Diesel prices are down for the fourth straight week, reports EIA
With a 1.1 cent drop to $3.858 per gallon, this follows declines of 2.5 cents, 1.9 cents, and 0.7 cents over the previous three weeks, with the cumulative four-week decline at 6.2 cents.
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The average price per gallon for diesel gasoline dropped for the fourth straight week, according to the Department of Energy’s Energy Information Administration (EIA).
With a 1.1 cent drop to $3.858 per gallon, this follows declines of 2.5 cents, 1.9 cents, and 0.7 cents over the previous three weeks, with the cumulative four-week decline at 6.2 cents. And based on EIA data the current average price per gallon stands as the lowest price since checking in at $3.844 the week of November 25, 2013.
Since the week of March 10, which saw prices at $4.021 per gallon, weekly diesel average prices have fallen in 16 of the subsequent 20 weeks.
On an annual basis, the current average price of diesel is down 5.7 cents.
In its recently-issued Short Term Energy Outlook, the EIA pegged the average price for diesel prices in 2014 at $3.90 and $3.78 in 2015, with crude oil at $98.67 per barrel in 2014 and $90.92 in 2015.
As LM has reported, with prices continuing to hover around the $4 per gallon mark adjusting budgets is only part of the solution when it comes to dealing—and living—with fuel price fluctuation, according to shippers.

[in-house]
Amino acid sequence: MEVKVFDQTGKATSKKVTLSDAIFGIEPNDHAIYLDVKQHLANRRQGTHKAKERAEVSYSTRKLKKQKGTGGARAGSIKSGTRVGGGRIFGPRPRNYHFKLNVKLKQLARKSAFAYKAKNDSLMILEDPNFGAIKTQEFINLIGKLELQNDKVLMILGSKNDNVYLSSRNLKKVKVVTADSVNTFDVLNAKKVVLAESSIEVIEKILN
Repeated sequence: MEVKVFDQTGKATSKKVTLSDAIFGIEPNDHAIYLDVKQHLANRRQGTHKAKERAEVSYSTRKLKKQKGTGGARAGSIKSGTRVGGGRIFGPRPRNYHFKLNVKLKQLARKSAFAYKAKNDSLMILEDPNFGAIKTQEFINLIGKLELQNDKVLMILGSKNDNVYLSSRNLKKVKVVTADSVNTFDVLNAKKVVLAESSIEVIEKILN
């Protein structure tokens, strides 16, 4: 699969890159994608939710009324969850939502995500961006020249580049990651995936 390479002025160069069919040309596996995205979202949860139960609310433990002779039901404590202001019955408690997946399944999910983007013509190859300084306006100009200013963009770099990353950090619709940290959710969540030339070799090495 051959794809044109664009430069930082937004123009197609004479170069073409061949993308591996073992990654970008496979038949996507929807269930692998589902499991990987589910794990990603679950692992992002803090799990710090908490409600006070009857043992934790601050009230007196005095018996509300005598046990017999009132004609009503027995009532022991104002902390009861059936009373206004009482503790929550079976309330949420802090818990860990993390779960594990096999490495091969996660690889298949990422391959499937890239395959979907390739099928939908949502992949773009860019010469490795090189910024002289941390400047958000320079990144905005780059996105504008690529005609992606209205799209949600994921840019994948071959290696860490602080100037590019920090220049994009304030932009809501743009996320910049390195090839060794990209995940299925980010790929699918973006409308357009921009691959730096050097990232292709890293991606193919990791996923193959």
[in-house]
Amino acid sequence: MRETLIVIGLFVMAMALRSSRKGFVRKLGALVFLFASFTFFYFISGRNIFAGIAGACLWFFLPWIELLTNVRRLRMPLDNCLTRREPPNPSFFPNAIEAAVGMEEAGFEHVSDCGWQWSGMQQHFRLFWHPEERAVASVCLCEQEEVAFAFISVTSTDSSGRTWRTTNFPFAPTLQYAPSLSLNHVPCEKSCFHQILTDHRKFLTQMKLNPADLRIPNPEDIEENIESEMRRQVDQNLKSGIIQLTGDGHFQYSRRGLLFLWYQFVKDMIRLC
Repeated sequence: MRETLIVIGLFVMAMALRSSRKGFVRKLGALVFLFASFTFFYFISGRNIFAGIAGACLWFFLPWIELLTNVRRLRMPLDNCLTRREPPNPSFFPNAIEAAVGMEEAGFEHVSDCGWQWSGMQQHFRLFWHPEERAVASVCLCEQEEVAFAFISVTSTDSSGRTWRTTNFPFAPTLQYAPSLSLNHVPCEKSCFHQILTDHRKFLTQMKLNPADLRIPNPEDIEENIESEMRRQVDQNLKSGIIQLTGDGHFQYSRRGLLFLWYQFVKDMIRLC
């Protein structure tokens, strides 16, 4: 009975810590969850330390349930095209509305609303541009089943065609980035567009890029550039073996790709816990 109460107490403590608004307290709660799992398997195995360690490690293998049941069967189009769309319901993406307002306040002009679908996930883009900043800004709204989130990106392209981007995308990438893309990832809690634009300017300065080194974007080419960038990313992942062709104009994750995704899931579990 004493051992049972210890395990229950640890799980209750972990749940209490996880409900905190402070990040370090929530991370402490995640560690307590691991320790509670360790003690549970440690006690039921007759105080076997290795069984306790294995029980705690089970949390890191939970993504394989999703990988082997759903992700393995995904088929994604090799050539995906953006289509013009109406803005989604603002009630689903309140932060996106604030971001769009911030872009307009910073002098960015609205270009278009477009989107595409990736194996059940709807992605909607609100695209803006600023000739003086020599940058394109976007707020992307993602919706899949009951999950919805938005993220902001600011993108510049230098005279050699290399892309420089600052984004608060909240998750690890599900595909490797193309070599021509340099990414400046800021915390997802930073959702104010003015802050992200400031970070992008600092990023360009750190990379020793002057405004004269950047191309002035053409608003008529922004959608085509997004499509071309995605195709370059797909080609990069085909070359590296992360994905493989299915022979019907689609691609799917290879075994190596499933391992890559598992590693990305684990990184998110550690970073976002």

In some cases they look for hedge diesel prices when it is applicable, shippers have told LM. This involves committing to a certain price on fuel at which pay to a certain rate at which point it is frozen at that rate for the shipper. And it also requires shippers to be focused on keeping their drivers on the road as much they can and being profitable and
not in detention.
Other steps being taken by shippers to combat high fuel prices include things like focusing more on utilization and efficiency by doing things like driving empty miles out of transportation networks.
A shipper told LM that if prices going forward were to head up that carriers will do all they can to pass any excess cost back to the shipper, with smaller carriers likely to feel the pain associated with the fuel increase and are demanding more for their services.
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